A display shows Iranian unmanned aerial vehicles components at Joint Base Anacostia-Boling in Washington, D.C. May 2, 2018. The display accompanies a multi-national collection of evidence proving Iranian weapons proliferation in violation of United Nations resolutions 2216 and 2231. (DoD photo by EJ Hersom)

Evidence Reveals Iranian arms used in Saudi attack

September 16, 2019 Saudi military officials said on Monday that the weekend attacks on Saudi Arabian oil plants was carried out with Iranian weapons and was not launched from Yemen according to preliminary findings.

Reuters‘ reports that Saudi-led Coalition spokesman Colonel Turki al-Malki said an investigation into Saturday’s strikes, which had been claimed by the Iran-aligned Houthi group, was still going on to determine the launch location.

“The preliminary results show that the weapons are Iranian and we are currently working to determine the location … The terrorist attack did not originate from Yemen as the Houthi militia claimed,” Malki told a press conference in Riyadh.

Colonel Malki said authorities would reveal the location from where drones were launched at a future press briefing.

Oil prices jumped on global markets Sunday night after Saturday’s drone attacks instantly erased half of Saudi Arabia ‘s oil production.

Market analysts said Monday President Trump’s statements on Twitter that the U.S. is “locked and loaded” to retaliate against those responsible for the attack on one of the world’s largest oil fields is adding to the dramatic climb in oil prices.

The unprecedented drone attacks targeting the world’s largest oil processing plant Saturday morning were a dramatic escalation in the confrontation between Iran and Saudi Arabia — no matter who is responsible for the attack. The massive attacks underscore the asymmetric threat posed by drones.

The coordinated attacks on key Saudi Arabian oil facilities have disrupted about half of the kingdom’s oil capacity, or 5% of the daily global oil supply.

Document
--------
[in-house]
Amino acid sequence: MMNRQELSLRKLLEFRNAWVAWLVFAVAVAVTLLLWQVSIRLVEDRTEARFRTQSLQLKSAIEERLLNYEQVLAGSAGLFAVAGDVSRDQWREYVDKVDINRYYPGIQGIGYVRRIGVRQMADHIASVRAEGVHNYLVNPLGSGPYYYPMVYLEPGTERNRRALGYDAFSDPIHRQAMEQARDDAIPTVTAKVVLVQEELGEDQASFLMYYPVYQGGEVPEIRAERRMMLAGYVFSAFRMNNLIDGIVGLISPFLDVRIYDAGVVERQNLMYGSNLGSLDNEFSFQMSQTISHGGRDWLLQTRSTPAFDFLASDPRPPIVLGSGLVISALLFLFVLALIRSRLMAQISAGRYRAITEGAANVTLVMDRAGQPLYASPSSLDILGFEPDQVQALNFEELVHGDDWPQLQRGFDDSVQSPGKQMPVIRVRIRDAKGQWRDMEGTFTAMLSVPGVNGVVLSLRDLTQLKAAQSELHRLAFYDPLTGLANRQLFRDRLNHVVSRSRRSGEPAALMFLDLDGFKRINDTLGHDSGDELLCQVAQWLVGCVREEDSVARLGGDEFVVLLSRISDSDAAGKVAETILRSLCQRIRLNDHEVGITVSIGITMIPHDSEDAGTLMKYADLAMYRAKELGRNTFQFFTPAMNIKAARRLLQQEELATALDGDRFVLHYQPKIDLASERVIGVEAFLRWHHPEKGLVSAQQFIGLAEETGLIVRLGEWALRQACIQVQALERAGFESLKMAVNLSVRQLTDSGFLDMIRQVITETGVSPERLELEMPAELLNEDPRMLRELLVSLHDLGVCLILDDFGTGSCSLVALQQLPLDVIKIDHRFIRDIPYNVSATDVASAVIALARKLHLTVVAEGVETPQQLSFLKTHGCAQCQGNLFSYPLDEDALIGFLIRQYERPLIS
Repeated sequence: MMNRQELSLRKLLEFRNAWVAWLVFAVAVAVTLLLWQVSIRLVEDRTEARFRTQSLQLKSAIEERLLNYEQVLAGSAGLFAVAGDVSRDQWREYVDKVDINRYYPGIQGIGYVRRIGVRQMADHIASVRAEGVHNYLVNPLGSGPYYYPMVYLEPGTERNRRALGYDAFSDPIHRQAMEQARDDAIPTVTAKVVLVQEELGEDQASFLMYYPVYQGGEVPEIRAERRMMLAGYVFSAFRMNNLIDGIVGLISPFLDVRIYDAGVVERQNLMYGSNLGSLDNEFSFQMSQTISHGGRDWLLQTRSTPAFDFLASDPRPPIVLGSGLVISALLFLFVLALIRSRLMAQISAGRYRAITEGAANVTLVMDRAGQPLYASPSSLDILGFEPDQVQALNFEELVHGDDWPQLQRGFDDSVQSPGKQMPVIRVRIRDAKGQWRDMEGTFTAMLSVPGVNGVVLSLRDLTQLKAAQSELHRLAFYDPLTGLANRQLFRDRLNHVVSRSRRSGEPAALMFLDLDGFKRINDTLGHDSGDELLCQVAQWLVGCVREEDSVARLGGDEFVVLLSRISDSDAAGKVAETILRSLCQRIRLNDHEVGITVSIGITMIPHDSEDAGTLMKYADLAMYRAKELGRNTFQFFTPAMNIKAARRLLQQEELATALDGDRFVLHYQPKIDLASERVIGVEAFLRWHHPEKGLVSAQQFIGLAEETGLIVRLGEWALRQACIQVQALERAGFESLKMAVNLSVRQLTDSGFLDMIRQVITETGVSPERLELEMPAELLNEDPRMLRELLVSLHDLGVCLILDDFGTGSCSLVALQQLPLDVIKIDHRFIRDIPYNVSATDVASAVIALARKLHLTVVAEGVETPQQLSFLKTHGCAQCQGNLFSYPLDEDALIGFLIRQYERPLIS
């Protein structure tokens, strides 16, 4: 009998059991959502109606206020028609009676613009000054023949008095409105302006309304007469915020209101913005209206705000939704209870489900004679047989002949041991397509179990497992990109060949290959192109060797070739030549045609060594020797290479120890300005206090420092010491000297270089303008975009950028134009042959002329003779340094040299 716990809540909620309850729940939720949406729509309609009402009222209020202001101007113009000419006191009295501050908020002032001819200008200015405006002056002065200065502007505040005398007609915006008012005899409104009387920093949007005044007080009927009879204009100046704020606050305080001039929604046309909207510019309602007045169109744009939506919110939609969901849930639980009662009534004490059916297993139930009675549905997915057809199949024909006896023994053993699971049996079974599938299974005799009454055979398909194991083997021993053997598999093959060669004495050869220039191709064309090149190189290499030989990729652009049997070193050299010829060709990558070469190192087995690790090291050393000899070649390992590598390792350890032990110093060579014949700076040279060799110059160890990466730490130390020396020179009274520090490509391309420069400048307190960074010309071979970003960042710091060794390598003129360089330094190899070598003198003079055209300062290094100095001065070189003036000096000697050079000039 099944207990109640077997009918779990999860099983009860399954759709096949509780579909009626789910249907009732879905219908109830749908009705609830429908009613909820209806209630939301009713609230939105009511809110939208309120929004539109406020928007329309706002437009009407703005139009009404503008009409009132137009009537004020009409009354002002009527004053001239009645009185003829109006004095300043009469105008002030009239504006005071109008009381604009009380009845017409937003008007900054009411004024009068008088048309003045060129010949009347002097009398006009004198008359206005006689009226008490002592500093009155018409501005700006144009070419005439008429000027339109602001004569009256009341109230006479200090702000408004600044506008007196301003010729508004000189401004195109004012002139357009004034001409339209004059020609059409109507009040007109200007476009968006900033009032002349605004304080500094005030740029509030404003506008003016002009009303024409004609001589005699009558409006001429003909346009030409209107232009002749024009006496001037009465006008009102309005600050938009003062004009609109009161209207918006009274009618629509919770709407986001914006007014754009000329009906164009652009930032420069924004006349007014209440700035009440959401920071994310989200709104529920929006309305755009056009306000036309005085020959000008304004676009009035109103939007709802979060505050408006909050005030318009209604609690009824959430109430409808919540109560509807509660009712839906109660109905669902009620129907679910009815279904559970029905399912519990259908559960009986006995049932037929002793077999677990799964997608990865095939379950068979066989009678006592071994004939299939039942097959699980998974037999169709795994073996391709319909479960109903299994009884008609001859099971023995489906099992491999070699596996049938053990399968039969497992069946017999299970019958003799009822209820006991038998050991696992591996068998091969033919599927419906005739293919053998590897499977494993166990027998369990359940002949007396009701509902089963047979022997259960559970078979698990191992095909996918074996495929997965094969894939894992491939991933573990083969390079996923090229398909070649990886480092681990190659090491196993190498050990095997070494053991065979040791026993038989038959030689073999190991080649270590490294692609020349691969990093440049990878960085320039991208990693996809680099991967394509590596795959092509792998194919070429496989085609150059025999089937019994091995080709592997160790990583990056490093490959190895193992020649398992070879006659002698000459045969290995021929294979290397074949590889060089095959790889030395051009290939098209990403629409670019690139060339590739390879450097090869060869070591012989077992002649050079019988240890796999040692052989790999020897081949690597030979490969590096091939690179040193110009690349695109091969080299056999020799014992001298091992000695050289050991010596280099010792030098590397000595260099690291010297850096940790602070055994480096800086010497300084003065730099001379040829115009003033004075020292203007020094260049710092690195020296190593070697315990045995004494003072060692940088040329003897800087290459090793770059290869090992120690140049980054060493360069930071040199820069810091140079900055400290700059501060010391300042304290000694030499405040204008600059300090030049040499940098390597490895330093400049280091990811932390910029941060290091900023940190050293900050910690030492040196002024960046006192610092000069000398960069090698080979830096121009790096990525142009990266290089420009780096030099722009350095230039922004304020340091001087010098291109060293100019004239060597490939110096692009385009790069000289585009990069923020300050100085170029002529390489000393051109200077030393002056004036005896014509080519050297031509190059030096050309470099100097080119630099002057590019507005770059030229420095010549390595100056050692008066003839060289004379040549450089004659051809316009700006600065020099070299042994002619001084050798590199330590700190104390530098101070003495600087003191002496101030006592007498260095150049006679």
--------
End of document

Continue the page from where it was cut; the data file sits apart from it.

Houthi rebels in Yemen, a terrorist group allied with Iran claimed responsibility for the attacks, and said 10 drones had targeted oil installations in Abqaiq and Khurais.

U.S. Secretary of State Mike Pompeo discounted the Houthi rebels claims on Sunday, blaming Iran for the attacks via Twitter. Iran’s Foreign Minister Javad Zarif responded to the allegations in his own tweet.

“Having failed at ‘max pressure’, @SecPompeo’s turning to ‘max deceit’ US & its clients are stuck in Yemen because of illusion that weapon superiority will lead to military victory. Blaming Iran won’t end disaster.”


DRONES—Cheap and Effective

A Wall Street Journal report in May highlighted the evolving threat of cheap unmanned drones packed with explosives in the ongoing civil war in Yemen.

Steve Ganyard, a retired Colonel in the United State Marine Corps and ABC News contributor said on Sunday drones are a very difficult asymmetric threat. Drones are hard to attack.

“These 10-20 thousand dollar drones are defeating air defense systems that cost hundreds of millions of dollars.” 

Ganyard added that the United States military is just rolling out the capabilities to take down these drones.

Since 2014, the Islamic State or ISIS has successfully employed drones to carry out attacks in Iraq and Syria. In August, the Israeli military carried out an air strike to thwart a “very imminent” Iranian drone strike.




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